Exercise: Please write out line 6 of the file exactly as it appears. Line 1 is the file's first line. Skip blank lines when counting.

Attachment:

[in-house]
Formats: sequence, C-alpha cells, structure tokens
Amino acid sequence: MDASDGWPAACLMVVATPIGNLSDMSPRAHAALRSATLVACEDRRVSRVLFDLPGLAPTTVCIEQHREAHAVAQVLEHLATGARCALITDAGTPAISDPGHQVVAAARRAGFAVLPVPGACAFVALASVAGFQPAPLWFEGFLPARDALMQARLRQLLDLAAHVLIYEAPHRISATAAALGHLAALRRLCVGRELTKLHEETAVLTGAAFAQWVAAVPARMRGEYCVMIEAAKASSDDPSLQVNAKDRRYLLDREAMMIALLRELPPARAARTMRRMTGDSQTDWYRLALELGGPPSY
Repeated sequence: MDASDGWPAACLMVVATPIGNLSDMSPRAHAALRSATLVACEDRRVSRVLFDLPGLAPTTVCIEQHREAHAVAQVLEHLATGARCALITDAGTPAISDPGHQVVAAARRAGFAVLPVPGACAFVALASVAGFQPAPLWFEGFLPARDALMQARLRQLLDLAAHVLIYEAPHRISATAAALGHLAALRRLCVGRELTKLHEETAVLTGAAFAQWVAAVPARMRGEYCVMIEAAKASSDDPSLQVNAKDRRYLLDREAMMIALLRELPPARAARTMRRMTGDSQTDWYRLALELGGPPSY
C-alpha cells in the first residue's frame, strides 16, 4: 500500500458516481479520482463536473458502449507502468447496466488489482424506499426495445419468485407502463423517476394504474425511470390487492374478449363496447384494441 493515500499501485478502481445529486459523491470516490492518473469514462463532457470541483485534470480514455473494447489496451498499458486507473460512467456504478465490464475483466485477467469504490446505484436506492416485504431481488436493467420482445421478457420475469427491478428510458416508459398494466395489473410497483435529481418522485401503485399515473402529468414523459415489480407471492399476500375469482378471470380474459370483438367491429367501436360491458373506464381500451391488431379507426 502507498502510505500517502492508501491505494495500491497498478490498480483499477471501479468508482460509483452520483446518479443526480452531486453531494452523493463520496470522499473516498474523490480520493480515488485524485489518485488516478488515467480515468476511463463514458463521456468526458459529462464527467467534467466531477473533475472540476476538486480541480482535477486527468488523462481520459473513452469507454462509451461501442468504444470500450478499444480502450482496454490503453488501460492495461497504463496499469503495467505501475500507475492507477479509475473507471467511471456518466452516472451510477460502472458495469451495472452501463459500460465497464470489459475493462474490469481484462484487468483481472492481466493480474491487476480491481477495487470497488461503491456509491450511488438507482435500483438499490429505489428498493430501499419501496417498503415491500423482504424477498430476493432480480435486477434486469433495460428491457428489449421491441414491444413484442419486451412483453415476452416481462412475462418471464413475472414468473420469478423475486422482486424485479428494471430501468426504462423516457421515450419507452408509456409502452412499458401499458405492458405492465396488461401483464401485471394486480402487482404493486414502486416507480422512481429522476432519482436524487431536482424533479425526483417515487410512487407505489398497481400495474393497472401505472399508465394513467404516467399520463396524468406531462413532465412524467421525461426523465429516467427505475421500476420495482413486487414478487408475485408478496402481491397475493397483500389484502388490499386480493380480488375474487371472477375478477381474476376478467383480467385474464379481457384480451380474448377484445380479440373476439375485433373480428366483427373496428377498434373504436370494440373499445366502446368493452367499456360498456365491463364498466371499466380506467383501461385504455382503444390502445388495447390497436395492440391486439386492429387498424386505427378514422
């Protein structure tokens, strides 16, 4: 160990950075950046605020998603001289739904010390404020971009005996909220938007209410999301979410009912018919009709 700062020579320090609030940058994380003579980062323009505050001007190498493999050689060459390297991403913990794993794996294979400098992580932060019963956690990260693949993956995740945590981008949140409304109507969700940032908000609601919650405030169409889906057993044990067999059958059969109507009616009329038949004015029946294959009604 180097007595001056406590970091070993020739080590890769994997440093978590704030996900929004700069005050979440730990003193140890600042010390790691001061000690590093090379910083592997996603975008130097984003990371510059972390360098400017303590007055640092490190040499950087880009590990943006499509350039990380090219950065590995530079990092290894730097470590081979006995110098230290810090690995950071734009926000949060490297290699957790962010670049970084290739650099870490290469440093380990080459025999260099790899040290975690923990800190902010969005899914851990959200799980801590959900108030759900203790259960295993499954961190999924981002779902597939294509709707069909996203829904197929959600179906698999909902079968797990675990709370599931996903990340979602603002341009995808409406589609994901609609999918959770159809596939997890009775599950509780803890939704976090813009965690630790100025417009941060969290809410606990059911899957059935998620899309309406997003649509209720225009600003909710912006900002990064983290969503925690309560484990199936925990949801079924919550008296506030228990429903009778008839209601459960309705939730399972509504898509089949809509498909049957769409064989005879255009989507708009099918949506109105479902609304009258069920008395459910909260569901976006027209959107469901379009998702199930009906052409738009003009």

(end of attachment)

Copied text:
């Protein structure tokens, strides 16, 4: 160990950075950046605020998603001289739904010390404020971009005996909220938007209410999301979410009912018919009709 700062020579320090609030940058994380003579980062323009505050001007190498493999050689060459390297991403913990794993794996294979400098992580932060019963956690990260693949993956995740945590981008949140409304109507969700940032908000609601919650405030169409889906057993044990067999059958059969109507009616009329038949004015029946294959009604 180097007595001056406590970091070993020739080590890769994997440093978590704030996900929004700069005050979440730990003193140890600042010390790691001061000690590093090379910083592997996603975008130097984003990371510059972390360098400017303590007055640092490190040499950087880009590990943006499509350039990380090219950065590995530079990092290894730097470590081979006995110098230290810090690995950071734009926000949060490297290699957790962010670049970084290739650099870490290469440093380990080459025999260099790899040290975690923990800190902010969005899914851990959200799980801590959900108030759900203790259960295993499954961190999924981002779902597939294509709707069909996203829904197929959600179906698999909902079968797990675990709370599931996903990340979602603002341009995808409406589609994901609609999918959770159809596939997890009775599950509780803890939704976090813009965690630790100025417009941060969290809410606990059911899957059935998620899309309406997003649509209720225009600003909710912006900002990064983290969503925690309560484990199936925990949801079924919550008296506030228990429903009778008839209601459960309705939730399972509504898509089949809509498909049957769409064989005879255009989507708009099918949506109105479902609304009258069920008395459910909260569901976006027209959107469901379009998702199930009906052409738009003009």